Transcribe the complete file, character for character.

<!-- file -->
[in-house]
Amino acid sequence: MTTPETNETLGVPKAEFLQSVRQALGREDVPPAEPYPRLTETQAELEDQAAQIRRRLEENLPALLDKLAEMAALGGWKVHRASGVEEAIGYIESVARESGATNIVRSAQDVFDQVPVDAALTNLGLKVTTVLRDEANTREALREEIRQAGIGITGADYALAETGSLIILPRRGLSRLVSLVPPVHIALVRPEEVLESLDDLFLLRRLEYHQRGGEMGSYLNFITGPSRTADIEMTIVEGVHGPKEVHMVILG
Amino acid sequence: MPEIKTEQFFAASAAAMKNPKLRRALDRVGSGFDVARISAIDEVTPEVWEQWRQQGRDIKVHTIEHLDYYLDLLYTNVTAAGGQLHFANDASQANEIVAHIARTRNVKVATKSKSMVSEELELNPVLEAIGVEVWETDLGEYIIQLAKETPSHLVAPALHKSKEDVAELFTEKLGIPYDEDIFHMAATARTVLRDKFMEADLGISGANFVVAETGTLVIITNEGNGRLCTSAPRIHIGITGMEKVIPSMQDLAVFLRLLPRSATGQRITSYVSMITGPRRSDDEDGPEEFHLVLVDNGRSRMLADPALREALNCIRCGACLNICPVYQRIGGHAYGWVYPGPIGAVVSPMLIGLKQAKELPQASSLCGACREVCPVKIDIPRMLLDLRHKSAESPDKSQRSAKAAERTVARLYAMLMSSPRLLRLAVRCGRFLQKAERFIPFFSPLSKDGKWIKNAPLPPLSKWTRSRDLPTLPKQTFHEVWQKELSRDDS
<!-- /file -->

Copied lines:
[in-house]
Amino acid sequence: MTTPETNETLGVPKAEFLQSVRQALGREDVPPAEPYPRLTETQAELEDQAAQIRRRLEENLPALLDKLAEMAALGGWKVHRASGVEEAIGYIESVARESGATNIVRSAQDVFDQVPVDAALTNLGLKVTTVLRDEANTREALREEIRQAGIGITGADYALAETGSLIILPRRGLSRLVSLVPPVHIALVRPEEVLESLDDLFLLRRLEYHQRGGEMGSYLNFITGPSRTADIEMTIVEGVHGPKEVHMVILG
Amino acid sequence: MPEIKTEQFFAASAAAMKNPKLRRALDRVGSGFDVARISAIDEVTPEVWEQWRQQGRDIKVHTIEHLDYYLDLLYTNVTAAGGQLHFANDASQANEIVAHIARTRNVKVATKSKSMVSEELELNPVLEAIGVEVWETDLGEYIIQLAKETPSHLVAPALHKSKEDVAELFTEKLGIPYDEDIFHMAATARTVLRDKFMEADLGISGANFVVAETGTLVIITNEGNGRLCTSAPRIHIGITGMEKVIPSMQDLAVFLRLLPRSATGQRITSYVSMITGPRRSDDEDGPEEFHLVLVDNGRSRMLADPALREALNCIRCGACLNICPVYQRIGGHAYGWVYPGPIGAVVSPMLIGLKQAKELPQASSLCGACREVCPVKIDIPRMLLDLRHKSAESPDKSQRSAKAAERTVARLYAMLMSSPRLLRLAVRCGRFLQKAERFIPFFSPLSKDGKWIKNAPLPPLSKWTRSRDLPTLPKQTFHEVWQKELSRDDS